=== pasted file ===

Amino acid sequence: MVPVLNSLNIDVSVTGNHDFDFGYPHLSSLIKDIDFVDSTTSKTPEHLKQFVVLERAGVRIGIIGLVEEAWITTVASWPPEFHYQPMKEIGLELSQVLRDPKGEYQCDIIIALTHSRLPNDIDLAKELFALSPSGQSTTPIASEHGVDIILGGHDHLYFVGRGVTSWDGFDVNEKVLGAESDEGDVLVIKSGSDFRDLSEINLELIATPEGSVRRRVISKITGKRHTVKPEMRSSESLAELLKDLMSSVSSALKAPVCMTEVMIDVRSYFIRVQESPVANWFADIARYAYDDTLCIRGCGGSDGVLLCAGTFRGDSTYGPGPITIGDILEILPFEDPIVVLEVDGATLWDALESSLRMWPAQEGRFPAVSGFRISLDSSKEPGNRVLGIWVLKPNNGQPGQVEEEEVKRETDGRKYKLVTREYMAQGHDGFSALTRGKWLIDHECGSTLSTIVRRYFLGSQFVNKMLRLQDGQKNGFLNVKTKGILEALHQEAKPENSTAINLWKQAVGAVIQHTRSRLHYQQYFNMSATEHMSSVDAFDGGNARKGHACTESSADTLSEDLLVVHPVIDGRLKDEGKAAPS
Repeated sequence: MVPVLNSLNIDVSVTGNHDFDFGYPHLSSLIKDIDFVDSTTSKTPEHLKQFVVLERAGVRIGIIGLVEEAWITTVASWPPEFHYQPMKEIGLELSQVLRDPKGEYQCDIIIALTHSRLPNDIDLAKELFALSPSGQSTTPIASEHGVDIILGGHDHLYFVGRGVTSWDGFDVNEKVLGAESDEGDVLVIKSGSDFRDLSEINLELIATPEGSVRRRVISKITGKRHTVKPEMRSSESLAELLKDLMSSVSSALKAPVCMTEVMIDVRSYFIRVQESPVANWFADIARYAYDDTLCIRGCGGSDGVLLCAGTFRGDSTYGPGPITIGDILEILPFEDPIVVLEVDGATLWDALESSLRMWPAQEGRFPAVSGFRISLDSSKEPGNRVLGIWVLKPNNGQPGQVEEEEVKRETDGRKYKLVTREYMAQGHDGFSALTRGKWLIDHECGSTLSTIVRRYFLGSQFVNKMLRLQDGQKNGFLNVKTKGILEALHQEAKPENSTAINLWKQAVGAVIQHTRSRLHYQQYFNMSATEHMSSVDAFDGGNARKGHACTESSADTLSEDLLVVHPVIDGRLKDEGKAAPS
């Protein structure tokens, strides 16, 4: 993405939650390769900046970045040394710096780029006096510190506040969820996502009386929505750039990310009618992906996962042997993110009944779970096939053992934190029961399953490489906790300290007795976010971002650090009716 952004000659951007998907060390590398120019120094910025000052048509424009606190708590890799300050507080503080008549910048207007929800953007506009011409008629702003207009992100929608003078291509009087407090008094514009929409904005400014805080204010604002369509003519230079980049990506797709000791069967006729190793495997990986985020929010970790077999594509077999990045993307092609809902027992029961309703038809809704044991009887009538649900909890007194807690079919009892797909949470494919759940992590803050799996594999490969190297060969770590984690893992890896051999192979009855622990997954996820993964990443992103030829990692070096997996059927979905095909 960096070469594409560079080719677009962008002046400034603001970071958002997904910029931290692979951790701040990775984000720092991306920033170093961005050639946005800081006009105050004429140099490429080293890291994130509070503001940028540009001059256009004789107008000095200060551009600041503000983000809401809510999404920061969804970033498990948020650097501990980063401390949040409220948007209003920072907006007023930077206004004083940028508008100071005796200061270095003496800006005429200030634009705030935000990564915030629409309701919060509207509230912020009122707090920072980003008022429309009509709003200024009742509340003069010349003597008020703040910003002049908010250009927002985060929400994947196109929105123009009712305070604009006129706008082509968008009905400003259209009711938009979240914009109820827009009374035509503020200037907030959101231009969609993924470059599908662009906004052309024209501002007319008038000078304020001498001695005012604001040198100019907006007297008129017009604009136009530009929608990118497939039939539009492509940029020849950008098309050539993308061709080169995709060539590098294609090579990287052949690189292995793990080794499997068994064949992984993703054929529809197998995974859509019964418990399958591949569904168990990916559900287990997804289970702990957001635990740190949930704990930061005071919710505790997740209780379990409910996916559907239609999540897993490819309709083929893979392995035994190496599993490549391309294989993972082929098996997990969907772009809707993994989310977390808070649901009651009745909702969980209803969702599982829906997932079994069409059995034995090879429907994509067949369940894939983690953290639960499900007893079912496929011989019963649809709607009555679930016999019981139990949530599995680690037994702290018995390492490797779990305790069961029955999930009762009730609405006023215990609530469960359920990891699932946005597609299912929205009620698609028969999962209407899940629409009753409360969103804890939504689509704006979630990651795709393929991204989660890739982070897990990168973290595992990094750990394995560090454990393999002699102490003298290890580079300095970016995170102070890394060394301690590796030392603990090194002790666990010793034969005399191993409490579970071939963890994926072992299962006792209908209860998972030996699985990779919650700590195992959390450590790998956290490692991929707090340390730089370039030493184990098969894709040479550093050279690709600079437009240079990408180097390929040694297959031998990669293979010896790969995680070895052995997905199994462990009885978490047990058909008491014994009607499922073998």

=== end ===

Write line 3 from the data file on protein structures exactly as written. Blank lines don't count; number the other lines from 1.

């Protein structure tokens, strides 16, 4: 993405939650390769900046970045040394710096780029006096510190506040969820996502009386929505750039990310009618992906996962042997993110009944779970096939053992934190029961399953490489906790300290007795976010971002650090009716 952004000659951007998907060390590398120019120094910025000052048509424009606190708590890799300050507080503080008549910048207007929800953007506009011409008629702003207009992100929608003078291509009087407090008094514009929409904005400014805080204010604002369509003519230079980049990506797709000791069967006729190793495997990986985020929010970790077999594509077999990045993307092609809902027992029961309703038809809704044991009887009538649900909890007194807690079919009892797909949470494919759940992590803050799996594999490969190297060969770590984690893992890896051999192979009855622990997954996820993964990443992103030829990692070096997996059927979905095909 960096070469594409560079080719677009962008002046400034603001970071958002997904910029931290692979951790701040990775984000720092991306920033170093961005050639946005800081006009105050004429140099490429080293890291994130509070503001940028540009001059256009004789107008000095200060551009600041503000983000809401809510999404920061969804970033498990948020650097501990980063401390949040409220948007209003920072907006007023930077206004004083940028508008100071005796200061270095003496800006005429200030634009705030935000990564915030629409309701919060509207509230912020009122707090920072980003008022429309009509709003200024009742509340003069010349003597008020703040910003002049908010250009927002985060929400994947196109929105123009009712305070604009006129706008082509968008009905400003259209009711938009979240914009109820827009009374035509503020200037907030959101231009969609993924470059599908662009906004052309024209501002007319008038000078304020001498001695005012604001040198100019907006007297008129017009604009136009530009929608990118497939039939539009492509940029020849950008098309050539993308061709080169995709060539590098294609090579990287052949690189292995793990080794499997068994064949992984993703054929529809197998995974859509019964418990399958591949569904168990990916559900287990997804289970702990957001635990740190949930704990930061005071919710505790997740209780379990409910996916559907239609999540897993490819309709083929893979392995035994190496599993490549391309294989993972082929098996997990969907772009809707993994989310977390808070649901009651009745909702969980209803969702599982829906997932079994069409059995034995090879429907994509067949369940894939983690953290639960499900007893079912496929011989019963649809709607009555679930016999019981139990949530599995680690037994702290018995390492490797779990305790069961029955999930009762009730609405006023215990609530469960359920990891699932946005597609299912929205009620698609028969999962209407899940629409009753409360969103804890939504689509704006979630990651795709393929991204989660890739982070897990990168973290595992990094750990394995560090454990393999002699102490003298290890580079300095970016995170102070890394060394301690590796030392603990090194002790666990010793034969005399191993409490579970071939963890994926072992299962006792209908209860998972030996699985990779919650700590195992959390450590790998956290490692991929707090340390730089370039030493184990098969894709040479550093050279690709600079437009240079990408180097390929040694297959031998990669293979010896790969995680070895052995997905199994462990009885978490047990058909008491014994009607499922073998």